SEC Sanctions Quantek Asset Management and its Portfolio Manager for Misleading Investors About “Skin in the Game” and Related-Party Transactions

Investments by hedge fund managers in their own funds and related party transactions (such as loans from a fund to a manager) exist at opposite sides of the incentive spectrum.  The former – so-called “skin in the game” – is typically thought to align the interests of investors and managers while the latter is seen as pitting the interests of investors and managers in direct conflict.  Investors want to know about both, for obviously different reasons.  A May 29, 2012 SEC Order Instituting Administrative and Cease-And-Desist Proceedings against Quantek Asset Management LLC (Quantek), Javier Guerra, Bulltick Capital Markets Holdings, LP (Bulltick) and Ralph Patino highlights these and other investor considerations.  This article summarizes the SEC’s factual and legal allegations against Quantek, Bulltick, Guerra and Patino, and the settlement among the parties.  The SEC’s action follows private actions against the same or similar parties.  See, e.g., “Fund of Hedge Funds Aris Multi-Strategy Fund Wins Arbitration Award against Underlying Manager Based on Allegations of Self-Dealing,” Hedge Fund Law Report, Vol. 4, No. 39 (Nov. 3, 2011); “British Virgin Islands High Court of Justice Rules that Minority Shareholder in Feeder Hedge Fund that had Permanently Suspended Redemptions Was Not Entitled to Appointment of a Liquidator,” Hedge Fund Law Report, Vol. 4, No. 9 (Mar. 11, 2011).

Ernst & Young Survey Shows Risk Managers Possess Tremendous Influence and Face Substantial Challenges in the Asset Management Industry

Hedge fund investors and regulators are intensely focused on fund managers’ risk management functions.  Investors conduct extensive due diligence to ascertain how managers are addressing various investment, operational and compliance risks confronting the managers’ businesses.  Regulators are mandating that fund managers provide voluminous information about the risks their funds face through disclosures such as Form PF.  See “Form PF: Operational Challenges and Strategic, Regulatory and Investor-Related Implications for Hedge Fund Managers,” Hedge Fund Law Report, Vol. 5, No. 4 (Jan. 26, 2012).  As such, a firm grasp of risk management is imperative for hedge fund managers seeking institutional investment and credibility with regulators.  In that vein, in May 2012, Ernst & Young released its 2012 survey report entitled, “A growing sphere of influence – survey of U.S. asset management risk managers” (Report).  The Report provides market color with relevance to hedge fund managers on how the broader asset management industry is approaching risk management.  The Report describes risk managers’ views on their level of influence within their firms; their mandates; their biggest challenges; the top risks they face; their risk monitoring responsibilities; the frequency of risk reporting they provide; future risk management initiatives; their awareness of budgets; use of key risk metrics; and hybrid risk management organizations.  This article summarizes key findings contained in the Report.  See also “What Is a Chief Risk Officer, and Should Hedge Fund Managers Have One?,” Hedge Fund Law Report, Vol. 2, No. 31 (Aug. 5, 2009).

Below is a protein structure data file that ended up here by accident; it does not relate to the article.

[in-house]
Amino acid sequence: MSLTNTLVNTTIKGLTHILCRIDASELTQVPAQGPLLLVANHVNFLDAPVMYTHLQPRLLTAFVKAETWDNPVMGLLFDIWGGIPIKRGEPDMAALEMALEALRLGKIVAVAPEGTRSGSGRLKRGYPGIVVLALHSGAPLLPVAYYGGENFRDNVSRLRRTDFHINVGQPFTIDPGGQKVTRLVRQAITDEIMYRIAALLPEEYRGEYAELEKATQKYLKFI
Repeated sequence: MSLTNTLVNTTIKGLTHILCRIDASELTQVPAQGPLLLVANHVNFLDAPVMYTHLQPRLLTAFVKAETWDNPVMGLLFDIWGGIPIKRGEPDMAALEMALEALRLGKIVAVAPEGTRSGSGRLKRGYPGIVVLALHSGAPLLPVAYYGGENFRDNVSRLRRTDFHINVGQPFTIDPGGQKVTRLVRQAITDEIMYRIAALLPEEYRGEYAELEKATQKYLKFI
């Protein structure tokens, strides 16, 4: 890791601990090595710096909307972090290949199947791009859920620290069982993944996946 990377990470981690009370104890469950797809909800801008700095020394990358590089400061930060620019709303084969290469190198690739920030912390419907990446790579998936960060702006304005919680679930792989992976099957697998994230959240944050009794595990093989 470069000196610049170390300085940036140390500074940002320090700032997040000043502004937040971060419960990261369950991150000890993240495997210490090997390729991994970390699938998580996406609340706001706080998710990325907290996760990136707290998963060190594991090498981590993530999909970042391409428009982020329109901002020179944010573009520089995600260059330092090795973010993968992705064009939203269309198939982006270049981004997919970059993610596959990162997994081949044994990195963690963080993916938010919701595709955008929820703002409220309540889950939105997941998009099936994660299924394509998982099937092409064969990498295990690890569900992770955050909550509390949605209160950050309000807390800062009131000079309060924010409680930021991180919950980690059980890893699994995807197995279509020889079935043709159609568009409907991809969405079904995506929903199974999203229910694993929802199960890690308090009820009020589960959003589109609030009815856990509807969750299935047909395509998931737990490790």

Robert B. Kaplan, Co-Chief of the Asset Management Unit of the SEC Division of Enforcement, Joins Debevoise

On May 31, 2012, Debevoise & Plimpton LLP announced that Robert B. Kaplan, Co-Chief of the Asset Management Unit of the U.S. Securities and Exchange Commission’s Division of Enforcement, will join the firm as a litigation partner resident in the firm’s Washington, D.C. office.  For analysis by Debevoise attorneys published in the HFLR, see “SEC Risk Alert Discusses When Social Media Interactions May Constitute Prohibited Hedge Fund Client Testimonials,” Hedge Fund Law Report, Vol. 5, No. 14 (Apr. 5, 2012).

Two New Deputies to Help Lead SEC’s Hedge Fund Enforcement Unit

The U.S. Securities and Exchange Commission’s asset management unit has named Julie Riewe and Marshall Sprung as new deputies to help manage investigations into hedge fund and private equity fund manager misconduct, according to Bloomberg.

Private Equity Partner Jonathan Melmed Joins Morrison & Foerster’s M&A Practice in New York

On May 29, 2012, Morrison & Foerster announced that Jonathan M.A. Melmed has joined the firm’s New York office as the head of the New York private equity practice.